An expert is an individual who combines knowledge, experience and problem solving (Herling & Provo, 2000) in the process of conducting his or her craft. To have expertise is to reach the optimum level at which a person is able or expected to perform within a specialism (Swanson, 1994, p. 94). The expertise literature is broad and includes the definitions of expertise and the expert. The research often examines three major areas of study, the decision making ability, cognitive psychology and the performance of an individual dependant on the problem and constraints of the task (Shanteau, 1992). Glaser and Chi (1988) have described the characteristics that make an expert; (1) experts excel in their own domains, (2) experts perceive large patterns in their domains, (3) experts are fast at using their skills and solving problems within their domains, (4) experts have superior short and long term memories, (5) experts see and perceive problems at a deeper level than a novice, (6) experts spend a long timer analysing problems qualitatively, and (7) experts have strong self-monitoring skills. Within social psychology, Mieg’s (2001) typology of experts identifies differences between domain-specific knowledge and formal knowledge. Mieg (2001) identifies 4 types of domain specific knowledge: local, exclusive, scientific, and practical, and notes that these categories are not exclusive to one another. Each expert, regardless of the domain, serves as an interpreter of specialist knowledge to non-experts. Benner and Tanner (1987) draw upon the key aspects of intuitive judgement devised from Dreyfus and Dreyfus (1986) whereby pattern recognition, similarity recognition, common sense understanding, skilled know-how, sense of salience and deliberative rationality to suggest the skills experts commonly display. The Benner and Tanner (1987) research however can be criticised for not offering full definition of the expert practitioner (English 1993).
Throughout history philosophers have speculated about the origin of highly desirable skills. Ericsson and Charness (1994) express that there has been a bias toward the attribution of higher skills to gifts rather than experience. In essence early theory about genius was that it is born and not made. The earlier view that talent or giftedness is necessary to attain the highest levels of performance in an activity is widely held by most people. Gardner (1983) proposed seven intelligences: linguistic, musical, spatial, logical, kinaesthetic and interpersonal intelligence. Each of which are independent in their own right. In spite of low intellect music savants display a high degree of musical prowess as children (Gardner 1973). More recently however writings have developed the suggestion that children can be highly educated if they are given the correct training (Suzuki 1981). Ericsson and Charness (1994) state that expert performance is acquired skill versus the reflection of innate talents can influence how expert performers are studied. In most domains be it chess, sport, work, individuals have a conception of the activities that experts should excel. These activities rarely have defined start and end points. It can be challenging therefore to identify well-defined tasks that occur frequently in order to capture the essence of expertise (Ericsson & Charness, 1994).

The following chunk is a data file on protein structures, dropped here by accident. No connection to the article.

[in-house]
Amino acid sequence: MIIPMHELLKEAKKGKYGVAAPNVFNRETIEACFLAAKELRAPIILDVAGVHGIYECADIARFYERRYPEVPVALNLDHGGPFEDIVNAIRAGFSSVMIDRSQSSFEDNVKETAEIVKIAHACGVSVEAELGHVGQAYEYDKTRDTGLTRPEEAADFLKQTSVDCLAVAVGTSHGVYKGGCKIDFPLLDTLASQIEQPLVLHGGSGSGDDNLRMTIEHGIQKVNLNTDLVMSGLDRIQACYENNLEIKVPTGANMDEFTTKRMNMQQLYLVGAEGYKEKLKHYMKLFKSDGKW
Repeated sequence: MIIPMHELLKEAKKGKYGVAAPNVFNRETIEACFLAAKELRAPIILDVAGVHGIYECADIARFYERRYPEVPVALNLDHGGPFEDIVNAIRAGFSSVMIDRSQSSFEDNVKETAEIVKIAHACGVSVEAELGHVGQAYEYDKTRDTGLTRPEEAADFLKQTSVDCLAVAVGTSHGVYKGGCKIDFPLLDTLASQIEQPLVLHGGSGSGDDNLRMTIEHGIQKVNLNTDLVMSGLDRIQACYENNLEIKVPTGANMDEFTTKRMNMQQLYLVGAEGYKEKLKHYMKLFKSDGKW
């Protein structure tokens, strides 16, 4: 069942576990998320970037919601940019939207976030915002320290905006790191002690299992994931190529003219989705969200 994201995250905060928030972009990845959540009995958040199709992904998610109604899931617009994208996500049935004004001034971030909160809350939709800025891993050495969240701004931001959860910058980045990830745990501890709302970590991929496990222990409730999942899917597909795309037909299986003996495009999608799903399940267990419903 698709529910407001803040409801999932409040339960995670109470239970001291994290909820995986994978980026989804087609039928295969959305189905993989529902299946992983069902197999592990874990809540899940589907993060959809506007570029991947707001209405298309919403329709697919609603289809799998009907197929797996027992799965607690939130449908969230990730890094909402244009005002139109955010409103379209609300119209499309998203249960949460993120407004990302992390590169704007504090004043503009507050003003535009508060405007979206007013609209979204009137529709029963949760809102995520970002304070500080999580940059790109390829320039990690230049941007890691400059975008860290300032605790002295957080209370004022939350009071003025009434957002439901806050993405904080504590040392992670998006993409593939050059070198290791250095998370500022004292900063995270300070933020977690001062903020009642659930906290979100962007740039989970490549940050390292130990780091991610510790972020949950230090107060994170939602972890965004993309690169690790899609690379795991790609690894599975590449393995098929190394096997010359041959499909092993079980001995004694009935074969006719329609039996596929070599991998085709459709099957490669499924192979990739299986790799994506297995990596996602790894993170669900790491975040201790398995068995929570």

Mieg (2001) suggests that experts can be developed either by knowledge or experience. Academics, scientists, historians develop their levels of expertise through acquiring knowledge through long study. These individuals often lack experience in their field as they cannot experience the scenarios they are studyong. Ericsson and his colleagues have suggested that deliberate practise is what develops experts. Deliberate practise suggests that experts are motivated by the improvement of their performance and this motivation develops expertise (Ericsson, Krampe, & Tesch-Romer, 1993). In contrast Prerau, Adler and Gunders (1992) state that experience, and familiarity with their domain develops expertise. The knowledge gained by an expert developed through experience is based upon extensive application of knowledge. This suggests that the only criterion for expert performance is experience, and expertise can be defined along a continuum from birth through adulthood (Cooke 1992).
Building a high performance environment.
January 14, 2015
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Sport Psychologists: An interesting bunch but what do we actually do.